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Frequent Cannabis Use Linked to Heart Disease, Study Suggests

“We found that cannabis use is linked to CAD, and there seems to be a dose-response relationship."

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People who used marijuana daily were found to be about one-third more likely to develop coronary artery disease (CAD) compared with people who have never used the drug, according to a study presented at the American College of Cardiology’s Annual Scientific Session Together With the World Congress of Cardiology.       

As cannabis becomes legal in an increasing number of U.S. states, this study is among the largest and most comprehensive to date to examine the potential long-term cardiovascular implications of using the drug. CAD is the most common form of heart disease and occurs when the arteries that supply blood to the heart become narrowed due to a buildup of cholesterol. CAD commonly causes chest pain, shortness of breath and fatigue, and can lead to a heart attack.

Previous studies have reported somewhat mixed findings on the relationship between cannabis and heart disease, with some suggesting that smoking marijuana can raise the risk of heart attack, stroke and other cardiac events, especially in younger people.

“We found that cannabis use is linked to CAD, and there seems to be a dose-response relationship in that more frequent cannabis use is associated with a higher risk of CAD,” said Ishan Paranjpe, MD, a resident physician at Stanford University and the study’s lead author. “In terms of the public health message, it shows that there are probably certain harms of cannabis use that weren’t recognized before, and people should take that into account.”

Using data from the All of Us Research Program of the National Institutes of Health, which includes detailed information about the health and habits of 175,000 people, researchers first analyzed the relationship between cannabis use frequency (assessed using surveys at the time of enrollment in the study) and rates of CAD (assessed based on medical records spanning several years). They then used Mendelian randomization, a genetics-based approach to identify a causal relationship between cannabis use disorder and CAD risk using data from an independent genetics consortium. Cannabis use disorder is a recognized psychiatric disorder involving frequent marijuana use and dependency.

After adjusting for age, sex and major cardiovascular risk factors, the results indicated that daily cannabis users were 34% more likely to have CAD than those who have never used marijuana. In contrast, monthly cannabis use was not associated with a significant increase in the risk of CAD. The Mendelian randomization analysis suggested that this was due to a causal relationship, finding that people with cannabis use disorder were more likely to develop CAD. Additionally, in the genetic analysis, this causal relationship was independent of the potential confounding effects of tobacco and alcohol use.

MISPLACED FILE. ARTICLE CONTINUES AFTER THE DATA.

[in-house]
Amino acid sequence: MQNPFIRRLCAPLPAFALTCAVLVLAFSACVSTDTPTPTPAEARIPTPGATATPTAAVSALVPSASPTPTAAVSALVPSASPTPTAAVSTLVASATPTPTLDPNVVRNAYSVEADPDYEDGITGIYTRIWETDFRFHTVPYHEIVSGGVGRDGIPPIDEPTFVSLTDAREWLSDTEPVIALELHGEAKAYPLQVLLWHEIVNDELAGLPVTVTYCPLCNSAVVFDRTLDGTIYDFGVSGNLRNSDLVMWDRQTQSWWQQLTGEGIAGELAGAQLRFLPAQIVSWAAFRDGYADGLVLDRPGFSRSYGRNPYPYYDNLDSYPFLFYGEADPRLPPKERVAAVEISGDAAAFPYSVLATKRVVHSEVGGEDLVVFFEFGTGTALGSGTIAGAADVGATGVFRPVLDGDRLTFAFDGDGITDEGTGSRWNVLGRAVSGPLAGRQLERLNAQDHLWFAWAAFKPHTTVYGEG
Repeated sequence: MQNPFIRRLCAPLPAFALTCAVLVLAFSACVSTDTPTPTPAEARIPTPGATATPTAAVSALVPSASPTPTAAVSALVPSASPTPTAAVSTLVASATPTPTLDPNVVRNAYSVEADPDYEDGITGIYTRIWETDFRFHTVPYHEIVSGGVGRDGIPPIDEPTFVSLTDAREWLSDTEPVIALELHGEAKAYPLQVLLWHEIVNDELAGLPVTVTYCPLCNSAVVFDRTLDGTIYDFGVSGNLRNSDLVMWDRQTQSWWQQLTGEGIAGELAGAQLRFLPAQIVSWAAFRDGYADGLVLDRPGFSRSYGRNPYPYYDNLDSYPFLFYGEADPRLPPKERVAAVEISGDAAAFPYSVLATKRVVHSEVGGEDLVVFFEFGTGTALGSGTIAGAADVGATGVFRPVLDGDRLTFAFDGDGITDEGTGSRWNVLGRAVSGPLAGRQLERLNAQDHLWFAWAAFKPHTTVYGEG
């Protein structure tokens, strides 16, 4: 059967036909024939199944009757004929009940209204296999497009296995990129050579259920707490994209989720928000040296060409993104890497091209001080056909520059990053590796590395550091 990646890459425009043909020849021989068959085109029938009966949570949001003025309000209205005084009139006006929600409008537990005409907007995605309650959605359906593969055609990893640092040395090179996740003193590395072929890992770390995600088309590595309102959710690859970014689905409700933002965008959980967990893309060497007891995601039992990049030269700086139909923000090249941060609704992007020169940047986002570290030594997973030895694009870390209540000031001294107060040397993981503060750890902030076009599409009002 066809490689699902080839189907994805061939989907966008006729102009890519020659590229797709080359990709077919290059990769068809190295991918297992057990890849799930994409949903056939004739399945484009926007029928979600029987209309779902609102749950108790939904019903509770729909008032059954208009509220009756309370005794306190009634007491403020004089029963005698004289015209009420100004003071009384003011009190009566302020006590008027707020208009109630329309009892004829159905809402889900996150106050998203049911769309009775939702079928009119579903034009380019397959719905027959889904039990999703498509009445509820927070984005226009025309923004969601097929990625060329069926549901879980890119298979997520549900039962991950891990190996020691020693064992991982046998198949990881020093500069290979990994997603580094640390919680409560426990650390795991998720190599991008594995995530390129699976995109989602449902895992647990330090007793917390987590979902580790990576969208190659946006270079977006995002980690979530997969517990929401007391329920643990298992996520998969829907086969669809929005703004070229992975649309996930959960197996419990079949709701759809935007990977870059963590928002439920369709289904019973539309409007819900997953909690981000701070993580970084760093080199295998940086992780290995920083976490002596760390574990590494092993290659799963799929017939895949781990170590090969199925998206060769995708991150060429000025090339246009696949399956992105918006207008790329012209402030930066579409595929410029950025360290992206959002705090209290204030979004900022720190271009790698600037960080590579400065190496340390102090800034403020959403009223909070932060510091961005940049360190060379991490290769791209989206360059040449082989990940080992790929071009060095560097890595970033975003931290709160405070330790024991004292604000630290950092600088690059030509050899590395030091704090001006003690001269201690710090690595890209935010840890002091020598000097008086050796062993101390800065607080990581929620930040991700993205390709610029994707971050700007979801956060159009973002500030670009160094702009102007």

Based on these findings, researchers said it is important for people to be aware that cannabis use is not without risk and make sure to inform their doctor if they use cannabis so that clinicians can take appropriate steps to monitor their heart health.

Previous studies have suggested that tetrahydrocannabinol (THC), the molecule responsible for the psychoactive effects of cannabis, acts on receptors that are found in the central nervous system and in the heart and blood vessels. This interaction between THC and blood vessels may provide a pathway for cannabis to promote inflammation and the buildup of plaque, ultimately leading to CAD. The same effects would not necessarily be expected with the use of cannabidiol (CBD), another active ingredient in cannabis and hemp that is commonly extracted for products that do not contain THC.

By helping to better understand the molecular pathways involved in marijuana use and heart disease, the findings could open new opportunities for interventions to prevent or treat heart disease.

“From a scientific standpoint, these findings are exciting because they suggest there might be new drug targets and mechanisms we can explore to take control of this pathway going forward,” Paranjpe said.

The datasets used in this study did not differentiate between various forms of cannabis use—for example, whether the drug was smoked or consumed in edibles or other forms. Since THC enters the body through a different pathway and gets to the brain more quickly when cannabis is smoked rather than eaten, researchers said it could be helpful to examine the health implications of these different forms of cannabis consumption in future studies.

Although the use and possession of cannabis remains illegal under federal law, over half of U.S. states have legalized or decriminalized recreational use of marijuana and three-quarters allow it to be used for medical purposes. A study conducted in 2019 estimated that about 18% of U.S. adults used marijuana in that year.

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